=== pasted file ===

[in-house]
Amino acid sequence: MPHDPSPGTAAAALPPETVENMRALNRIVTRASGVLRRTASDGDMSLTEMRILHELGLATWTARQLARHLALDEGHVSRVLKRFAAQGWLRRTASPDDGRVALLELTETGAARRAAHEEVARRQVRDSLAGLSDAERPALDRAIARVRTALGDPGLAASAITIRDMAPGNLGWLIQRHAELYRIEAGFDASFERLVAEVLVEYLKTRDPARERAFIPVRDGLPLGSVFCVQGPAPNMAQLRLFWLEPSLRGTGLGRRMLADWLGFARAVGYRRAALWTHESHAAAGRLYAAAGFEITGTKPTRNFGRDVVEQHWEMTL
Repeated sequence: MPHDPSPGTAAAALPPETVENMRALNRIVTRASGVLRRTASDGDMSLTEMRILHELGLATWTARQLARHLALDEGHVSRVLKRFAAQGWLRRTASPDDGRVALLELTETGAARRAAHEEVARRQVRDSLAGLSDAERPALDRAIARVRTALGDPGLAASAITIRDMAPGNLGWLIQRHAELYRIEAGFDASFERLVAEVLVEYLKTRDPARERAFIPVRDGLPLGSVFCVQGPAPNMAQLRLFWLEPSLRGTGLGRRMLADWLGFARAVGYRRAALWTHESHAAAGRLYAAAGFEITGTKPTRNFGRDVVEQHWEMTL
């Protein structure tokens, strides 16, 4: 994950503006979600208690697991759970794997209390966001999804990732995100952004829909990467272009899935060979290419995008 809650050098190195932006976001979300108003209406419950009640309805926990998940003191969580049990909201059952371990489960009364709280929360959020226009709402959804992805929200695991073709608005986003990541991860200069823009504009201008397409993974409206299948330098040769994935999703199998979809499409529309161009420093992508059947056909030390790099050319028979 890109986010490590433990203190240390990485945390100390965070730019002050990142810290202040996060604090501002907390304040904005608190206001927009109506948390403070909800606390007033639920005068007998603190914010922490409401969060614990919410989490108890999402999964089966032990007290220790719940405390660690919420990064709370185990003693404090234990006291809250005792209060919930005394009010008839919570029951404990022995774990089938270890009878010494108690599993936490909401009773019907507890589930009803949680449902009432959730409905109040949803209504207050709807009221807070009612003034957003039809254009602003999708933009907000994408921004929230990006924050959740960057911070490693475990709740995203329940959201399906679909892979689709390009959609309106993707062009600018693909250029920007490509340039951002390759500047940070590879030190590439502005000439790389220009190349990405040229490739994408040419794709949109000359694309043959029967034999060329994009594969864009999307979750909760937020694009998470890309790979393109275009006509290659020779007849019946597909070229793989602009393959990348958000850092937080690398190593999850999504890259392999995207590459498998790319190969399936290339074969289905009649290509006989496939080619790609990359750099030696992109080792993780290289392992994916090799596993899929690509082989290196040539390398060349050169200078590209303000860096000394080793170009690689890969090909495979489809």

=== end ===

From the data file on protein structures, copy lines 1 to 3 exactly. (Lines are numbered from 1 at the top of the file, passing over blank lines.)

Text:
[in-house]
Amino acid sequence: MPHDPSPGTAAAALPPETVENMRALNRIVTRASGVLRRTASDGDMSLTEMRILHELGLATWTARQLARHLALDEGHVSRVLKRFAAQGWLRRTASPDDGRVALLELTETGAARRAAHEEVARRQVRDSLAGLSDAERPALDRAIARVRTALGDPGLAASAITIRDMAPGNLGWLIQRHAELYRIEAGFDASFERLVAEVLVEYLKTRDPARERAFIPVRDGLPLGSVFCVQGPAPNMAQLRLFWLEPSLRGTGLGRRMLADWLGFARAVGYRRAALWTHESHAAAGRLYAAAGFEITGTKPTRNFGRDVVEQHWEMTL
Repeated sequence: MPHDPSPGTAAAALPPETVENMRALNRIVTRASGVLRRTASDGDMSLTEMRILHELGLATWTARQLARHLALDEGHVSRVLKRFAAQGWLRRTASPDDGRVALLELTETGAARRAAHEEVARRQVRDSLAGLSDAERPALDRAIARVRTALGDPGLAASAITIRDMAPGNLGWLIQRHAELYRIEAGFDASFERLVAEVLVEYLKTRDPARERAFIPVRDGLPLGSVFCVQGPAPNMAQLRLFWLEPSLRGTGLGRRMLADWLGFARAVGYRRAALWTHESHAAAGRLYAAAGFEITGTKPTRNFGRDVVEQHWEMTL